Japan Lands on Moon, Paving Way For Future Missions

Posted on Categories Discover Magazine

Japan landed its Smart Lander for Investigating the Moon, or SLIM, craft on the surface of the Moon on Jan. 20, 2024. Despite a power issue with the lander, the event holds both political and technical importance. It’s Japan’s first lunar landing – making it only the fifth country in the world to successfully land on the Moon. This is a significant achievement and solidifies Japan’s position as a leader in space technology.

While the craft landed successfully on the lunar surface and deployed its rovers, SLIM’s solar cells were not functioning properly – meaning that the craft could likely only operate for a few hours.

I’m a scholar of international affairs who studies space. Like NASA and other space agencies, the Japan Aerospace Exploration Agency, or JAXA, wants to advance research and technology by demonstrating new techniques and collecting scientific data. The landing is also a part of something bigger – a growing global interest in lunar activity.

Precision Technology

Japan’s achievement isn’t only symbolic – Japan is demonstrating a number of new technologies with the lander. The name, Smart Lander for Investigating the Moon, refers to the spacecraft’s new precision-landing technology.

SLIM’s landing technology allowed it to detect and avoid potential obstacles.

This technology could assist future landings by allowing spacecraft to land in relatively small areas amid rocky or uneven terrain, rather than having to find large clearings. This ability will be particularly important in the future as countries focus on very specific areas of interest at the lunar south pole.

The lander also carried two small rovers, each of which will demonstrate a new technology for moving on the Moon.

Lunar Excursion Vehicle 1 includes a camera, as well as scientific equipment, and uses a hopping mechanism to maneuver on the Moon.

An illustration of the SLIM lander touching down. JAXA/ISAS

Lunar Excursion Vehicle 2, developed in a partnership among government, industry, and academia, is a sphere small enough to fit in the palm of your hand. Once on the surface, its two halves separate slightly, allowing it to roll around.

SLIM is designed to land within a 328-foot (100-meter) zone, far smaller than previous lunar landers which have had landing zones spanning multiple kilometers.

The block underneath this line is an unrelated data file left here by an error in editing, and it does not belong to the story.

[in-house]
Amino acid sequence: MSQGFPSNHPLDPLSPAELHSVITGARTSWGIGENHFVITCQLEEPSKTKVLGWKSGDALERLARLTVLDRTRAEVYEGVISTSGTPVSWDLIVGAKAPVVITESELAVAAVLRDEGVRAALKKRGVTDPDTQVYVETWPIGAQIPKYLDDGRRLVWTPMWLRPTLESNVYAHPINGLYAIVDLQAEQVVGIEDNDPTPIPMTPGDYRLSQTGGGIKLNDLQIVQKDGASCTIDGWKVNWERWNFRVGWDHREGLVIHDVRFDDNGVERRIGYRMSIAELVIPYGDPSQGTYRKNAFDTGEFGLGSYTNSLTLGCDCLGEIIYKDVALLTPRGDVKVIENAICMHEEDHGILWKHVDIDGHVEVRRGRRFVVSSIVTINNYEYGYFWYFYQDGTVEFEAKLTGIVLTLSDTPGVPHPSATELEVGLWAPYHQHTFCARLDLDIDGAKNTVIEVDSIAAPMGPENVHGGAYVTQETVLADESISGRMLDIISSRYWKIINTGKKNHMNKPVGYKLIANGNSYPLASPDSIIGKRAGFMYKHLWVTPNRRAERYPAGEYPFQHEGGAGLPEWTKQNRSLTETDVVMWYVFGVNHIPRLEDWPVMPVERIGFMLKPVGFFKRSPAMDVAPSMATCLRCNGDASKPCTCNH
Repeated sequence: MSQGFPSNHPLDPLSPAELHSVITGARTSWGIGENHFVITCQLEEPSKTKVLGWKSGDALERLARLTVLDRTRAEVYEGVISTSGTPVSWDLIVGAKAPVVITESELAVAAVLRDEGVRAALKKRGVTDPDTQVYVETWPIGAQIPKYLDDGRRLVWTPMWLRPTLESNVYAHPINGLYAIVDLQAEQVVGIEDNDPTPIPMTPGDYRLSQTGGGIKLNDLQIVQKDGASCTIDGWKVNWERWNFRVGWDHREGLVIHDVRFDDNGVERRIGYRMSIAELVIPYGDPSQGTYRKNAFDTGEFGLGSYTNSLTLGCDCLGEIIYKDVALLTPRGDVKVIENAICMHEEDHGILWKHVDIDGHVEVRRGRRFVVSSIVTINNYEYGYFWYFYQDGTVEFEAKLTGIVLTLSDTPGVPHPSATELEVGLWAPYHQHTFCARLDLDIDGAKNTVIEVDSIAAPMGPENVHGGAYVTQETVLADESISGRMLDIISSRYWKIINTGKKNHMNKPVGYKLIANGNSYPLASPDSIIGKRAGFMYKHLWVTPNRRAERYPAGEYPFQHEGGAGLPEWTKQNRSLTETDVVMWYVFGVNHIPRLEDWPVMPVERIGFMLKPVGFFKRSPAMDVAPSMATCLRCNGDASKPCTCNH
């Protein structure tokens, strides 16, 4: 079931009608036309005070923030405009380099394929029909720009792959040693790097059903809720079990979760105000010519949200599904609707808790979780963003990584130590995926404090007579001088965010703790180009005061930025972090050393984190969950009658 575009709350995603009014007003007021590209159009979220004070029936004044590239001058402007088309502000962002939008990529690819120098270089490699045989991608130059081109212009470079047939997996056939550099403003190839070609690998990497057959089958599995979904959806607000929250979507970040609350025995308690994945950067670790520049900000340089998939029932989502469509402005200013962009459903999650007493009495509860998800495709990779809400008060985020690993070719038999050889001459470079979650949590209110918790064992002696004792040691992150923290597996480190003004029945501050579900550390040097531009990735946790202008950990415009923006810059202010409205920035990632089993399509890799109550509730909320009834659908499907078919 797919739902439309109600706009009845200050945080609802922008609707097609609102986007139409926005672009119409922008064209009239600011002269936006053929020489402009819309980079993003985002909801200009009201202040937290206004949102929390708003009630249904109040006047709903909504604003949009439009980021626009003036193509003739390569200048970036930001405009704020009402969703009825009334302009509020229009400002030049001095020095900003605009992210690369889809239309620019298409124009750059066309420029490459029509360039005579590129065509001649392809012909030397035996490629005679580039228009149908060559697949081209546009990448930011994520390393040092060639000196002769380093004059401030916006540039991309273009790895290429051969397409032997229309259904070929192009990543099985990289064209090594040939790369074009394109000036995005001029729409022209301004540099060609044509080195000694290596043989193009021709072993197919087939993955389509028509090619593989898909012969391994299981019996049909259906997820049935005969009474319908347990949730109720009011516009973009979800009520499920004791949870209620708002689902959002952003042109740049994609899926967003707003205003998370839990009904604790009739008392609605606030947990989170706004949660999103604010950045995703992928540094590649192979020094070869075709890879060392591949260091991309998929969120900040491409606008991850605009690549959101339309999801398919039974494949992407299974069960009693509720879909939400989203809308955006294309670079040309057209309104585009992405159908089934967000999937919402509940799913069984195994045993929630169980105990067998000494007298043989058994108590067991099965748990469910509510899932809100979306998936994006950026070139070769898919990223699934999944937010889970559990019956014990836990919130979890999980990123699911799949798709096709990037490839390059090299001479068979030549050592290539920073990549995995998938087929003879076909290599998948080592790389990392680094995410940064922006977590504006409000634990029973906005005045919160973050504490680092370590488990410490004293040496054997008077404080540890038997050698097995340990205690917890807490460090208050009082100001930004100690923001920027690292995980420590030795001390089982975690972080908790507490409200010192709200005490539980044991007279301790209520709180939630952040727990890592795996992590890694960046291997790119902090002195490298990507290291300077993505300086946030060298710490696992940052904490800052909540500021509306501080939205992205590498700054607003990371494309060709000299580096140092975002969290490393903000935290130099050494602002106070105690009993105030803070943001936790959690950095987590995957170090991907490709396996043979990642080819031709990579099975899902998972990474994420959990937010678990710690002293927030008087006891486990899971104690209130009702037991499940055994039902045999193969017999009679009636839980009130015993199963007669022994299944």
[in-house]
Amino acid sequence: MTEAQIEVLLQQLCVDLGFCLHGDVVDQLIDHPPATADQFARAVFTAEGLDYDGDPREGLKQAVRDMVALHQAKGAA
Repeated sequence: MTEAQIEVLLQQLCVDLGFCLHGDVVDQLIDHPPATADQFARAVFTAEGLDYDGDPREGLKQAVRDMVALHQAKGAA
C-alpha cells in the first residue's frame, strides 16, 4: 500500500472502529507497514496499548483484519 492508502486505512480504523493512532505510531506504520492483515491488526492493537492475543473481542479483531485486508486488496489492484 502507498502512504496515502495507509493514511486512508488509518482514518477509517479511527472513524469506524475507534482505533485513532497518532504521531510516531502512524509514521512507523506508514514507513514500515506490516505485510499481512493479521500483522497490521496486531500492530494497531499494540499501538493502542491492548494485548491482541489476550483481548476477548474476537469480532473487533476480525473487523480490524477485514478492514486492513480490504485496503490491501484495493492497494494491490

SLIM used a vision-based navigation system that took images of the lunar surface. Its system rapidly compared these images to crater patterns on lunar maps that JAXA developed with data from previous missions.

As countries identify areas that are most likely to hold useful resources, such as water in the form of ice, precision landing technology will allow agencies to avoid nearby hazards and reach these areas without incident.

International Relations Back on Earth

There is a geopolitical element to these activities. China, India and Japan – the three nations that have successfully landed on the Moon since 2000 – engage in regional competition across a number of areas, including space. In addition to regional considerations, these accomplishments help to establish nations as leaders on a global scale – capable of something that few nations have ever done.

Japan’s launch comes only six months after India’s Moon landing and just weeks after a failed attempt by a U.S. company, Astrobotic.

Both Russia and the private company iSpace made unsuccessful landing attempts in 2023. Japan’s success in landing on the Moon – even with solar panel issues shortening the timeline for the mission – demonstrates that JAXA is a major player in this global endeavor.

Despite recent setbacks, such as NASA announcing delays to its next Artemis mission, the U.S. is still a clear leader in space and lunar exploration. NASA has multiple spacecraft orbiting the Moon right now, and it’s already successfully launched the SLS rocket, which is capable of taking humans back to the Moon.

NASA is developing very large and complex systems internally – like the Gateway space station, planned to orbit near the Moon, and the infrastructure for the Artemis human Moon missions. It’s not uncommon for these large and complex efforts to experience some delays.

NASA has also turned many smaller-scale efforts over to commercial entities lately – like in the Commercial Lunar Payload Services program that supported Astrobotic’s attempt. This is a new approach that involves some risk, but provides the opportunity for commercial innovation and growth of the lunar economy while giving NASA the ability to focus on big, complex aspects of the mission.

With regard to the Moon, JAXA has partnered with the U.S. and taken on a very important component of the Artemis missions – the development of a pressurized lunar rover. This is a new and complex technology that will be critical to human missions on the Moon in coming years.

Mariel Borowitz is an Associate Professor of International Affairs at Georgia Institute of Technology. This article is republished from The Conversation under a Creative Commons license. Read the original article.

Leave a Reply